Saturday, March 31, 2007

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Baptists, bootleggers, and porn

CNET's Dawn Kawamoto reports that the .xxx registry will not be happening anytime soon:

The Internet Corporation for Assigned Names and Numbers has rejected a controversial proposal to create a new .xxx domain suffix for adult Web sites.

ICANN on Friday voted 9-5 to deny an application from ICM Registry, which for the past several years has sought to be the registry for adult-content Web sites.

ICANN, which oversees domain names and Internet addresses, decided that ICM's proposal raised too many public-policy concerns and ultimately could change the role of the nonprofit organization.

"ICM's response does not address (the ICANN Government Advisory Committee's) concern for offensive content and similarly avoids the GAC's concern for the protection of vulnerable members of the community," ICANN stated in the meeting. "The board does not believe these public-policy concerns can be credibly resolved with the mechanisms proposed by the applicant."

In the New York Times, Thomas Crampton explains the interesting coalition of interest groups that opposed the .xxx registry:
ICM had argued that creation of the domain would enhance safety for young users by clearly defining .xxx sites as a no-go zone.

Described last week by Paul Twomey, Icann’s chief executive, as “clearly controversial, clearly polarizing,” the issue had been discussed among Internet enthusiasts and on blogs.

Some who objected to the proposal included companies in the sex-related entertainment industry as well as religious groups. The entertainment executives raised fears that use of the domain, although voluntary, could open the way for governments to isolate sex-oriented Web sites into a single part of the Internet.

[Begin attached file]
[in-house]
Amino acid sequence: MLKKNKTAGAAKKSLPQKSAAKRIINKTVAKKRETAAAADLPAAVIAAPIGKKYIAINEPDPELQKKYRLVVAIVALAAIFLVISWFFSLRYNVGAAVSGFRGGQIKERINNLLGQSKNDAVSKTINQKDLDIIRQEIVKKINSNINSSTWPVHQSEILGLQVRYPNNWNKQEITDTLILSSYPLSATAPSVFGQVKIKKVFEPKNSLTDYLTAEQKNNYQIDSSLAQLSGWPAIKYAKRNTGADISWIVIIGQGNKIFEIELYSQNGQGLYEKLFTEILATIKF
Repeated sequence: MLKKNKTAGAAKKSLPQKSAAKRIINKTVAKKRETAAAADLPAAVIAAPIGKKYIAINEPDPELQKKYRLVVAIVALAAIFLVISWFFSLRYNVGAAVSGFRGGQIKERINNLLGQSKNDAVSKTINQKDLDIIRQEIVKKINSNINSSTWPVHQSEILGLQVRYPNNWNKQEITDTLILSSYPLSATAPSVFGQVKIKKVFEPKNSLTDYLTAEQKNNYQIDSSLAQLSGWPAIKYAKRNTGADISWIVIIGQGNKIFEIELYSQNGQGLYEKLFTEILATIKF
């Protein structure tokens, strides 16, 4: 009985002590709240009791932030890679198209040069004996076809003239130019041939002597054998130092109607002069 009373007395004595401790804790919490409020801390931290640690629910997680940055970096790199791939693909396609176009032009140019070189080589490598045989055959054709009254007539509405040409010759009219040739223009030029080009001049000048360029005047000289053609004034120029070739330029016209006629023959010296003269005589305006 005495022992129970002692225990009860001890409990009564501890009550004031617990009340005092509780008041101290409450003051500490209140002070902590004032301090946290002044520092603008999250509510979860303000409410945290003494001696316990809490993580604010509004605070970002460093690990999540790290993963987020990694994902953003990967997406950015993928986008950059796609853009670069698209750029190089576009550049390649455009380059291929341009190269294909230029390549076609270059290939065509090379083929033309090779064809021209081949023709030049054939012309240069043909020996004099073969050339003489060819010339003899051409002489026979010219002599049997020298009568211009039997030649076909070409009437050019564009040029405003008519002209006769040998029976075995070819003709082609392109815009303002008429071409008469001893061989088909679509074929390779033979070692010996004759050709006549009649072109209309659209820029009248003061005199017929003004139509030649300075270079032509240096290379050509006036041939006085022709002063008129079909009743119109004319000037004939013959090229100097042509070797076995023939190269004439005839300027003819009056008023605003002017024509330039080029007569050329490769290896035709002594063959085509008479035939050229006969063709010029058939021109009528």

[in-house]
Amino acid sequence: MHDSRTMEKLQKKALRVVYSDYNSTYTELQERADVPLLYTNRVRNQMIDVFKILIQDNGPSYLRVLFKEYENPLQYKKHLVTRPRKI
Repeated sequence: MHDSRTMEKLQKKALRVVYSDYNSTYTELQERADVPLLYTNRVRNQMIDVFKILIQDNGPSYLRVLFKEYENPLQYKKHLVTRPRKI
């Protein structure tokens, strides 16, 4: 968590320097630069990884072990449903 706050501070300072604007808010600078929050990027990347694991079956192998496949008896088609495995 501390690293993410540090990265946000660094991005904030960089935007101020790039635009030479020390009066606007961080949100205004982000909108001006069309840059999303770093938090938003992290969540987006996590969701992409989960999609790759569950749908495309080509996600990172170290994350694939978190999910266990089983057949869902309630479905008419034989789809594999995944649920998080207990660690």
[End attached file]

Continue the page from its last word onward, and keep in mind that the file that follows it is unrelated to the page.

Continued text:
Religious groups expressed concern that creation of the .xxx domain would serve only to encourage creation of more sex-related content.

Others warned that the move would create a bonanza for ICM Registry, since companies with existing Web sites would be compelled to buy .xxx domain names to prevent someone else from creating sites using their company names.

Political scientists talk about "baptist-bootlegger coalitions" to explain occasions when groups on opposite sides of an issue support the same policy for very different reasons (baptists: naive expression of preferences; Bootleggers: rent-seeking).

In this case, however, the baptists refused to side with the powerful bootlegger.

posted by Dan on 03.31.07 at 08:46 AM


In Lubbock, Texas (at least as of 5 years ago), you had to leave the city limits to buy beer, wine and liquor if you were not ordering a drink in a bar or restaurant. As a result, a strip of stores developed at the outskirts, and every once in a while, there would be a vote to alter the status quo. And each time, the religious folks and the booze store owners on the strip would essentially ally to keep the status quo.

posted by: Steve Saideman on 03.31.07 at 08:46 AM [permalink]

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